My husband works for a large oil field services company.  He is one of the last ones to have a pension with this company.  (He has been with them for about 17 years, they stopped offering pensions to new employees about 15 years ago).  If all goes as planned and he retires at the age of 57 (he is 46 now) he will receive several thousand dollars a month for the rest of his life.  It is a substantial amount of money that would greatly impact our future finances and planning.  The problem is, we don't know if we can or should rely on it.  Up until this point, we have basically acted like we won't have it, however, as we are getting closer to wanting to retire, it would be good to know if we can reasonably assume it will be there.

I'm having a hard time finding information about non-government pensions.   I think pensions are covered even if a company goes bankrupt, but I'm not entirely sure.

Does anyone have any information or insight?

I was just looking into this a few weeks ago for myself. I have a nonprofit, non-government pension and I wasn't sure how realistic it was to assume they'd still be around when it's time to start paying my pension. You want to read up on the Pension Benefit Guaranty Corporation https://www.pbgc.gov/ - they continue to pay your pension if the company goes under.

NewPerspective

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Re: How safe are pensions?
« Reply #4 on: May 22, 2018, 05:27:10 PM »
Thank you guys!

@radram I took your advice and just did some online searching.  Since this isn't a governmental organization I didn't realize this information would be public.    A 2018 article said the pension plan is 88.3% funded. 

And I learned the difference between my husband retiring at age 50 vs age 57 is about 50k a year!  That makes it really hard to walk away early.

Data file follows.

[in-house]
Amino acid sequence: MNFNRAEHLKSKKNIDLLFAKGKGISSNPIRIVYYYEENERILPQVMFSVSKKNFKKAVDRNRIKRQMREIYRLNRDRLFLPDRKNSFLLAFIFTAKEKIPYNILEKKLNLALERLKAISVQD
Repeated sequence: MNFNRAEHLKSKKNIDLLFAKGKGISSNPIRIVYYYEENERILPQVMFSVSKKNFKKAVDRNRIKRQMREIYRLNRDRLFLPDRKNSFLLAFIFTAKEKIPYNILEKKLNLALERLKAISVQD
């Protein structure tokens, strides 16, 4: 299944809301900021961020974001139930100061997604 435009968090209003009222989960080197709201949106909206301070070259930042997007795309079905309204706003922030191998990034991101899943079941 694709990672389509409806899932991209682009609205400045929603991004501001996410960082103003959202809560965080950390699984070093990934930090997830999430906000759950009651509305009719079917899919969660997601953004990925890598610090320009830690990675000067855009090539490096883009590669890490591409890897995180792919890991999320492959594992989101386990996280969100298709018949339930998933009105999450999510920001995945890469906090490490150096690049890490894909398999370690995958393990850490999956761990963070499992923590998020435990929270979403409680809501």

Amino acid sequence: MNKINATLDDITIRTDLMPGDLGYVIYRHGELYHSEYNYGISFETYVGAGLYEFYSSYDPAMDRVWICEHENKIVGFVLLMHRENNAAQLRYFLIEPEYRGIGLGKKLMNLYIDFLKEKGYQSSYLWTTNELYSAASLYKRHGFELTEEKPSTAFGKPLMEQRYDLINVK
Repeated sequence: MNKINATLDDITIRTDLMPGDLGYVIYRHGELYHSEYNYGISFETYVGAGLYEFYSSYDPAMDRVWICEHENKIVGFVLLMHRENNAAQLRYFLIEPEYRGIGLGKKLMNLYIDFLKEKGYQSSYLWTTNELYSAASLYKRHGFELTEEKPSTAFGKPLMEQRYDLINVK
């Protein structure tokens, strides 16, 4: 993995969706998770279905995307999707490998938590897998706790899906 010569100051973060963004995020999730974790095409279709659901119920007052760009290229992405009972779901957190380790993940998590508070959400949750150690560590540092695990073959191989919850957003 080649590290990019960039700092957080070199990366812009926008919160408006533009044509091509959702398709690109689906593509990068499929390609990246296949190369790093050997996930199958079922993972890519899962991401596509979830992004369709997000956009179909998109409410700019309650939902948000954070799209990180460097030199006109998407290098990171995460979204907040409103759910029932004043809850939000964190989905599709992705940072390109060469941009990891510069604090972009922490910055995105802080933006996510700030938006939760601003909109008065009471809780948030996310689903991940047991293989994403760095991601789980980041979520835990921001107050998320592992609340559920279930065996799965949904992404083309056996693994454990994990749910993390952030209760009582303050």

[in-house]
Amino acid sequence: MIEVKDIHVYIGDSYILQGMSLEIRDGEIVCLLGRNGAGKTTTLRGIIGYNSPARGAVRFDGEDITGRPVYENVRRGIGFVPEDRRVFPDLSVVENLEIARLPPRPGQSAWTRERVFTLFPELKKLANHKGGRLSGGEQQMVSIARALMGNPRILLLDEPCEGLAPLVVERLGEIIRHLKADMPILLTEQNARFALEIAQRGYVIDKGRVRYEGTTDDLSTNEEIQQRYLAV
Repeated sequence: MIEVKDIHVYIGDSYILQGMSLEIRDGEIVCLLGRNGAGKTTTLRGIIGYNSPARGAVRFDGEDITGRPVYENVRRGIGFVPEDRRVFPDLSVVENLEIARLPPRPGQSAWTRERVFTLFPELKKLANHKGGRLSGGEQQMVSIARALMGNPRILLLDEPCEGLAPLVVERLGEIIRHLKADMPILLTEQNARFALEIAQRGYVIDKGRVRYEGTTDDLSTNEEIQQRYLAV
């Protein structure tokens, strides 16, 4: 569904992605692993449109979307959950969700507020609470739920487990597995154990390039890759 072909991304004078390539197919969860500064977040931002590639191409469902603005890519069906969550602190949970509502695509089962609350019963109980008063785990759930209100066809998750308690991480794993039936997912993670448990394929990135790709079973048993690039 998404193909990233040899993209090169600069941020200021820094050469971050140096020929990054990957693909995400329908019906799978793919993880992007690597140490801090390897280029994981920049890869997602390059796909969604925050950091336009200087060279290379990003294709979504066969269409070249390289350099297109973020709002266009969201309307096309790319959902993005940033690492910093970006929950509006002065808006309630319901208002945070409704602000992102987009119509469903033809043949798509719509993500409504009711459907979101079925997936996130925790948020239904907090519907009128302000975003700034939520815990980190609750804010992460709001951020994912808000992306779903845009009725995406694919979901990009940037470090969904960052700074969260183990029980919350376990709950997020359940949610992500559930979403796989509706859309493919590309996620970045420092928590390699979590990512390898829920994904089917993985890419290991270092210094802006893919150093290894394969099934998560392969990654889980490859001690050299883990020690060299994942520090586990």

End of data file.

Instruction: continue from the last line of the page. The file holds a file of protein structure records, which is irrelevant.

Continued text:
MDM

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Re: How safe are pensions?
« Reply #5 on: May 22, 2018, 06:19:09 PM »
And I learned the difference between my husband retiring at age 50 vs age 57 is about 50k a year!  That makes it really hard to walk away early.
Is there also a difference between retiring at age 50 and
a) starting the pension at age 50, vs.
b) delaying the start of the pension (to age 57 or whatever age)?

radram

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Re: How safe are pensions?
« Reply #6 on: May 23, 2018, 06:24:57 AM »
Thank you guys!

@radram I took your advice and just did some online searching.  Since this isn't a governmental organization I didn't realize this information would be public.    A 2018 article said the pension plan is 88.3% funded. 

And I learned the difference between my husband retiring at age 50 vs age 57 is about 50k a year!  That makes it really hard to walk away early.

Here is another site with some good information:
https://www.consumerreports.org/cro/magazine/2012/07/how-safe-is-your-pension/index.htm

They say if your pension has 80% of liabilities covered with assets it is a good sign.

radram

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Re: How safe are pensions?
« Reply #7 on: May 23, 2018, 06:32:33 AM »
And I learned the difference between my husband retiring at age 50 vs age 57 is about 50k a year!  That makes it really hard to walk away early.
Is there also a difference between retiring at age 50 and
a) starting the pension at age 50, vs.
b) delaying the start of the pension (to age 57 or whatever age)?

These are excellent points. It should make a huge difference to delay benefits. Many of us FIRE folks would use that gap between ending work and starting pension benefits to convert an IRA to a ROTH.

radram

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Re: How safe are pensions?
« Reply #8 on: May 23, 2018, 06:36:30 AM »
In general, how safe do you think pensions are?

My husband works for a large oil field services company.  He is one of the last ones to have a pension with this company.  (He has been with them for about 17 years, they stopped offering pensions to new employees about 15 years ago).  If all goes as planned and he retires at the age of 57 (he is 46 now) he will receive several thousand dollars a month for the rest of his life.  It is a substantial amount of money that would greatly impact our future finances and planning.  The problem is, we don't know if we can or should rely on it.  Up until this point, we have basically acted like we won't have it, however, as we are getting closer to wanting to retire, it would be good to know if we can reasonably assume it will be there.